A government committee is due to publish a report on the number of premature deaths caused by nitrogen dioxide pollution in 2015.
Officially, the number of premature deaths caused by particulate matter PM2.5 pollution in the UK each year is estimated to be 29,000, but this figure does not include deaths caused by nitrogen dioxide which is more complicated to calculate and also to separate from the effects of PM2.5.
As a result, combining the NO2 mortality figures to be published by the Committee on the Medical Effects of Air Pollutants (COMEAP) next year with existing PM2.5 mortality estimates is expected to result in a significant increase in the official overall estimate of premature deaths caused by air pollution.
This could see air pollution – currently the second biggest cause of premature deaths in the UK ahead of obesity, alcoholism and road traffic accidents combined – come close to rivalling smoking as the number one cause of premature mortality, which is estimated to be a factor in around 80-100,000 deaths per year.
COMEAP member and King’s College air quality scientist, Professor Frank Kelly, had told London Assembly Members last month that new research on the health impact of nitrogen dioxide would soon be published and would likely see a significant increase in overall air pollution death toll figures.
And, speaking at airqualitynews.com’s National Air Quality Conference last week (November 26), Public Health England’s group leader for air pollution and climate change, Dr Sotiris Vardoulakis, had also signalled that there would be a “significant increase” in air pollution mortality figures when the NO2 estimates are published.
Speaking to airqualitynews.com this week, Professor Kelly said that the committee was working on publication of the NO2 report and that “the official figures will come out next year”.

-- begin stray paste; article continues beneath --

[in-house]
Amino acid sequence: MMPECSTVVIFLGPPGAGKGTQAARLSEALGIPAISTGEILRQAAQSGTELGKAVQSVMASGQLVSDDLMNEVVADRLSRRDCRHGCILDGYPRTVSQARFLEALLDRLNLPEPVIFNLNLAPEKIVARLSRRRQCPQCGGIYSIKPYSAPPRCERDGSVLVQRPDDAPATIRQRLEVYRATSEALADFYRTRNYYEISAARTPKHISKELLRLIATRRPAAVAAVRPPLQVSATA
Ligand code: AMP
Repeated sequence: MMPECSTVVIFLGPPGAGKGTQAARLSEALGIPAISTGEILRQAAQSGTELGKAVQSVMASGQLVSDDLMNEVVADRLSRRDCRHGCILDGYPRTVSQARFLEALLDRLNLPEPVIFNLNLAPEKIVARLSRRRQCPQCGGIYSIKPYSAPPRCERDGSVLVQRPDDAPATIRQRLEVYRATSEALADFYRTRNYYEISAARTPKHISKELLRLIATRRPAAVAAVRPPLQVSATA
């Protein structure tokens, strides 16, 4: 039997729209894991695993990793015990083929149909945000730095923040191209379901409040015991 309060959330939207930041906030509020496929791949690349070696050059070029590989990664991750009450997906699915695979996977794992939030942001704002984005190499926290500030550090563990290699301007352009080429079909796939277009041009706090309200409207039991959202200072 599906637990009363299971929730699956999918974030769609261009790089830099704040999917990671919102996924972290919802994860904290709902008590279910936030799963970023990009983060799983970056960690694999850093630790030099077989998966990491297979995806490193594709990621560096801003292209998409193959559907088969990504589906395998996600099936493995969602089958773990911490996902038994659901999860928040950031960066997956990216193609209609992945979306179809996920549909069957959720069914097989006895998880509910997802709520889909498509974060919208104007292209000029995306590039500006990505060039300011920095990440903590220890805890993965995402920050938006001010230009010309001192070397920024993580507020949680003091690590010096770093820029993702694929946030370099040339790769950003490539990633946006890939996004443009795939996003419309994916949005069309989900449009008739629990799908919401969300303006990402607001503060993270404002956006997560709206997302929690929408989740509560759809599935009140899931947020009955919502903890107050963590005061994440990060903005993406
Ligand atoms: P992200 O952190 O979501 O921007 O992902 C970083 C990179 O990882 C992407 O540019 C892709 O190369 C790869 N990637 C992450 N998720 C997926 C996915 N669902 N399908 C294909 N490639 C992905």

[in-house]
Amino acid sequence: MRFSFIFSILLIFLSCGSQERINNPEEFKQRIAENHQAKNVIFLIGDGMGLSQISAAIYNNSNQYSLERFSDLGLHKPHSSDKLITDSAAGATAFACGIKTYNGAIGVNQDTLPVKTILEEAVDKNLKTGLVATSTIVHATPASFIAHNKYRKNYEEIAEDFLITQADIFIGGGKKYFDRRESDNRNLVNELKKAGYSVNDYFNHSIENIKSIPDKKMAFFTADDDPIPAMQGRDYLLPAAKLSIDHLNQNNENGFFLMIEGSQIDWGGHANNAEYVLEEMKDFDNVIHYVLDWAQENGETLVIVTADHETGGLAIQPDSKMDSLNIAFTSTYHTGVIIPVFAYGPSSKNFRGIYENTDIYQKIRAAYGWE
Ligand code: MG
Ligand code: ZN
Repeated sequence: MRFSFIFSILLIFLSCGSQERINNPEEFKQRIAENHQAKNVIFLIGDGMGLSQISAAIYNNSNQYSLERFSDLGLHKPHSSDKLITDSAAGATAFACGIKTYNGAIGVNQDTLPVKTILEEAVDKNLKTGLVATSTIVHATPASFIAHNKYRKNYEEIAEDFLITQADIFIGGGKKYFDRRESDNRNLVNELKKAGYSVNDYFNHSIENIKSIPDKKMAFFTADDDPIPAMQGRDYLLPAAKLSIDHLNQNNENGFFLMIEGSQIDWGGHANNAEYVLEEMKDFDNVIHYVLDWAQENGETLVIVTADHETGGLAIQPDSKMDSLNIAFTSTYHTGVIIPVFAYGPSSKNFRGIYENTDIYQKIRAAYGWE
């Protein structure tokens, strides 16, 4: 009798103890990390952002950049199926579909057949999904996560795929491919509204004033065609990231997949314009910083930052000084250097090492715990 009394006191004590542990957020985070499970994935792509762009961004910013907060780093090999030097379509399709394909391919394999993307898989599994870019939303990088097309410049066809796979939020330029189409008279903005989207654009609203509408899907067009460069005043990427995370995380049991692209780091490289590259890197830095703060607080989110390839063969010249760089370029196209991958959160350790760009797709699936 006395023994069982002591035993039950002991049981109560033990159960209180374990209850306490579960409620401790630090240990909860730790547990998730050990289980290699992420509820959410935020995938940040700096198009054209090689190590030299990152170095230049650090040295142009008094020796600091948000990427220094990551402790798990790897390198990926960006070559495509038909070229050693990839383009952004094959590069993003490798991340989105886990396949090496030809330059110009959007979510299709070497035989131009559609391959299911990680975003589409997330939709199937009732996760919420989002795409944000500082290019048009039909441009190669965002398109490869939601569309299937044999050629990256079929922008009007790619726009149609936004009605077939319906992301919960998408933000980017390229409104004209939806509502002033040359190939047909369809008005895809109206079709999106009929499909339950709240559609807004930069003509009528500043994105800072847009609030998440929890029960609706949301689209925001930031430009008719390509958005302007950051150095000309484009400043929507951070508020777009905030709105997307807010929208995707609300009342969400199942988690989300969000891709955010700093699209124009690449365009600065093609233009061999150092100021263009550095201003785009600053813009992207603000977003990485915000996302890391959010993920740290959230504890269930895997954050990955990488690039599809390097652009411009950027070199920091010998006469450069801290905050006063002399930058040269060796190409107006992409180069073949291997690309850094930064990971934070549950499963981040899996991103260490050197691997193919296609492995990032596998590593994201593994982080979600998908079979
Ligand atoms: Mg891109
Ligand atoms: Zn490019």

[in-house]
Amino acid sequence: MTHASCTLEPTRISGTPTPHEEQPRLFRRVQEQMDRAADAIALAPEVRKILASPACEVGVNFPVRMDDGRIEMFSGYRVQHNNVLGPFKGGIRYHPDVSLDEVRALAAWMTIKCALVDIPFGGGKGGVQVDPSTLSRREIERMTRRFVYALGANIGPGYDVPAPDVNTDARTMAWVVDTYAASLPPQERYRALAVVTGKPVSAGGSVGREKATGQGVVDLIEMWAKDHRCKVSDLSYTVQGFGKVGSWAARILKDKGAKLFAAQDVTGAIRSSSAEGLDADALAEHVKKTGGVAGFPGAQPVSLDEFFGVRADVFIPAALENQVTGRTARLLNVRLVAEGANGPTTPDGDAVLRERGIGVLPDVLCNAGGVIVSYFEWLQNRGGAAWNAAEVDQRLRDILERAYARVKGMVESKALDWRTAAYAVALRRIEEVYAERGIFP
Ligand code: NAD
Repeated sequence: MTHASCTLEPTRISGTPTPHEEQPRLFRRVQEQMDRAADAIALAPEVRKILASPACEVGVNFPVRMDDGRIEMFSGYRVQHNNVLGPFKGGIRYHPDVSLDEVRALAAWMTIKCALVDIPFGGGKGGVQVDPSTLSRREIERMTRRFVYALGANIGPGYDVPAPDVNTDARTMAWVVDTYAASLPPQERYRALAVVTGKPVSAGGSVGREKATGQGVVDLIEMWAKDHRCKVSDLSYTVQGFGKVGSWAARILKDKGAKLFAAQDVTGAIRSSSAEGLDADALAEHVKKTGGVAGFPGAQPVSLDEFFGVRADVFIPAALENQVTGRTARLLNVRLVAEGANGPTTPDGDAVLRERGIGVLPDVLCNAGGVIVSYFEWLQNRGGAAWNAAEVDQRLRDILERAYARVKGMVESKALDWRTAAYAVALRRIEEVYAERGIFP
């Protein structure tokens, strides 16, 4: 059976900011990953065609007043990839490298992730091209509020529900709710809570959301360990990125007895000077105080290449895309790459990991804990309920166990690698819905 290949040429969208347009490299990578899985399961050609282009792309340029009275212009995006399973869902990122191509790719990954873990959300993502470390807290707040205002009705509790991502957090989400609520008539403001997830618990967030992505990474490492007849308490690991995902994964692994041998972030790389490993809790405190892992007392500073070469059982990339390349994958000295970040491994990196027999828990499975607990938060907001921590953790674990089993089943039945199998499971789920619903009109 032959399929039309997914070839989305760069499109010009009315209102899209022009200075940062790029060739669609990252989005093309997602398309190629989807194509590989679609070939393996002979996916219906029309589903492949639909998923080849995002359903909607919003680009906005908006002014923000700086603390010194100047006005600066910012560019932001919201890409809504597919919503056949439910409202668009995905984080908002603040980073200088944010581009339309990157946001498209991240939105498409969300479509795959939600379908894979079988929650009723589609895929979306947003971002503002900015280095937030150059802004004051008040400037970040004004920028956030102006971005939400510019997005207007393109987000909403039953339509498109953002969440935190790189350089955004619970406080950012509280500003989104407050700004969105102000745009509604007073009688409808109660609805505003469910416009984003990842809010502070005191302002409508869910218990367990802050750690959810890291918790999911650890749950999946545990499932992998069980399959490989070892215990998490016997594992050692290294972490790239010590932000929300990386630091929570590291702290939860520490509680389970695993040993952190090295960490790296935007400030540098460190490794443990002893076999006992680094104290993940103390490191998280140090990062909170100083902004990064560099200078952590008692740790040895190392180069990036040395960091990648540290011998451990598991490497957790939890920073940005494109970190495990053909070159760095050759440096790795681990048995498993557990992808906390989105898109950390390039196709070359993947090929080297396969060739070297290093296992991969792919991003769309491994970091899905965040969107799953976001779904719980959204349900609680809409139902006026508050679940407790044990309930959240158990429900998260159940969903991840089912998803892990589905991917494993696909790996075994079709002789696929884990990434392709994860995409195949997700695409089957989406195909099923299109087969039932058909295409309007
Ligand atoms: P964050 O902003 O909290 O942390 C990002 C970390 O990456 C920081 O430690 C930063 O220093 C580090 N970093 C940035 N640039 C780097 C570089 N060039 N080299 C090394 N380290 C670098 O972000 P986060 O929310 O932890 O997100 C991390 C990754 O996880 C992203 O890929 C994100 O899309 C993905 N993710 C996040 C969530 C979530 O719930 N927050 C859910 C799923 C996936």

This week (November 30) the Sunday Times newspaper calculated that the number of deaths caused by air pollution could be between 50,000-60,000 in the UK each year when NO2 mortality figures are included, but this estimate has not been officially endorsed by COMEAP.
The Sunday Times figures would mean that around one in 10 premature deaths in the UK are attributable to air pollution and are thought to have been calculated using guidance in 2013 reports by the World Health Organisation (WHO) entitled ‘Review of Evidence on Health Aspects of Air Pollution’ (REVIHAAP) and ‘Health Risks of Air Pollution in Europe’ (HRAPIE).
The HRAPIE report included the first guidance for estimating the mortality impact of NO2, and outlined that NO2 impacts should be reduced by up to a third to account for possible overlap with impacts of PM2.5 exposure, rather than simply adding NO2 and PM2.5 figures together.
COMEAP is also following advice in the 2013 health evidence reports to calculate the UK NO2 mortality figures, but has not confirmed a date for publication of the full report next year.
Monitored levels of PM2.5 have been slowly declining in the UK in more recent years, but this has not been the case for NO2 and the government is currently facing court action from the EU over its failure to meet legal limits for the pollutant in several areas of the UK (see airqualitynews.com story).
The Court of Justice of the European Union also ruled last month that UK courts can take action to ensure the UK complies with EU air quality limits (see airqualitynews.com story).